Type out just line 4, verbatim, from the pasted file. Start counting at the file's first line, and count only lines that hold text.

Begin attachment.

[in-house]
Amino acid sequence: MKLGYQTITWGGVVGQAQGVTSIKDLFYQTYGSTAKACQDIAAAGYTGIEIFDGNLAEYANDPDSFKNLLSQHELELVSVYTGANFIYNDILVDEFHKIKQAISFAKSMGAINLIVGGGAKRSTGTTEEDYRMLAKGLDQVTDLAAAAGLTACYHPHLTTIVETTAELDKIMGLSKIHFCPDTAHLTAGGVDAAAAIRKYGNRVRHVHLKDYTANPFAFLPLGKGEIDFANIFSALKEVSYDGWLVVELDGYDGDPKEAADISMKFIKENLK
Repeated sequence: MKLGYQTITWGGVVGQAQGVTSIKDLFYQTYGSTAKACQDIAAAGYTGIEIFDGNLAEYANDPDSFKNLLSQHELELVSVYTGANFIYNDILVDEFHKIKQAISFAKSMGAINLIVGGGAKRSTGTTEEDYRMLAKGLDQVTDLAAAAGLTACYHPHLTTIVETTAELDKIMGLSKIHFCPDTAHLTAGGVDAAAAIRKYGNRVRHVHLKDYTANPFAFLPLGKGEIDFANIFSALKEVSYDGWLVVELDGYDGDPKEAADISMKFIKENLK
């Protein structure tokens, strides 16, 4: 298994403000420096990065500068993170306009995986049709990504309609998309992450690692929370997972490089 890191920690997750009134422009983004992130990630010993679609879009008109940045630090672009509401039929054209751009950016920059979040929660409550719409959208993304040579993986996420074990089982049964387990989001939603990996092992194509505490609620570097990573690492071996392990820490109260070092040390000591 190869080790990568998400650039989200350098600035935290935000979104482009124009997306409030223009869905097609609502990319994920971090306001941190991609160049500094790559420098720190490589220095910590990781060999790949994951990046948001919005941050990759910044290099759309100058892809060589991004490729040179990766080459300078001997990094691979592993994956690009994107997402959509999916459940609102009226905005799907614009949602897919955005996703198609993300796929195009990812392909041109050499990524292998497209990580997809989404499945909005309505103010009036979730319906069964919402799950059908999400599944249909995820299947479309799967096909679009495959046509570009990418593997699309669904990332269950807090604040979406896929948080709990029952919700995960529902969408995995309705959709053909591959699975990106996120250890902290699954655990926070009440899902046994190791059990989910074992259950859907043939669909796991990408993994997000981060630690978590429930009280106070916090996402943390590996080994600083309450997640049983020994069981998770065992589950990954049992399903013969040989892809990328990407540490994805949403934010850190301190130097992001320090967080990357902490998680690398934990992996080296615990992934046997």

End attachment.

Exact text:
């Protein structure tokens, strides 16, 4: 298994403000420096990065500068993170306009995986049709990504309609998309992450690692929370997972490089 890191920690997750009134422009983004992130990630010993679609879009008109940045630090672009509401039929054209751009950016920059979040929660409550719409959208993304040579993986996420074990089982049964387990989001939603990996092992194509505490609620570097990573690492071996392990820490109260070092040390000591 190869080790990568998400650039989200350098600035935290935000979104482009124009997306409030223009869905097609609502990319994920971090306001941190991609160049500094790559420098720190490589220095910590990781060999790949994951990046948001919005941050990759910044290099759309100058892809060589991004490729040179990766080459300078001997990094691979592993994956690009994107997402959509999916459940609102009226905005799907614009949602897919955005996703198609993300796929195009990812392909041109050499990524292998497209990580997809989404499945909005309505103010009036979730319906069964919402799950059908999400599944249909995820299947479309799967096909679009495959046509570009990418593997699309669904990332269950807090604040979406896929948080709990029952919700995960529902969408995995309705959709053909591959699975990106996120250890902290699954655990926070009440899902046994190791059990989910074992259950859907043939669909796991990408993994997000981060630690978590429930009280106070916090996402943390590996080994600083309450997640049983020994069981998770065992589950990954049992399903013969040989892809990328990407540490994805949403934010850190301190130097992001320090967080990357902490998680690398934990992996080296615990992934046997």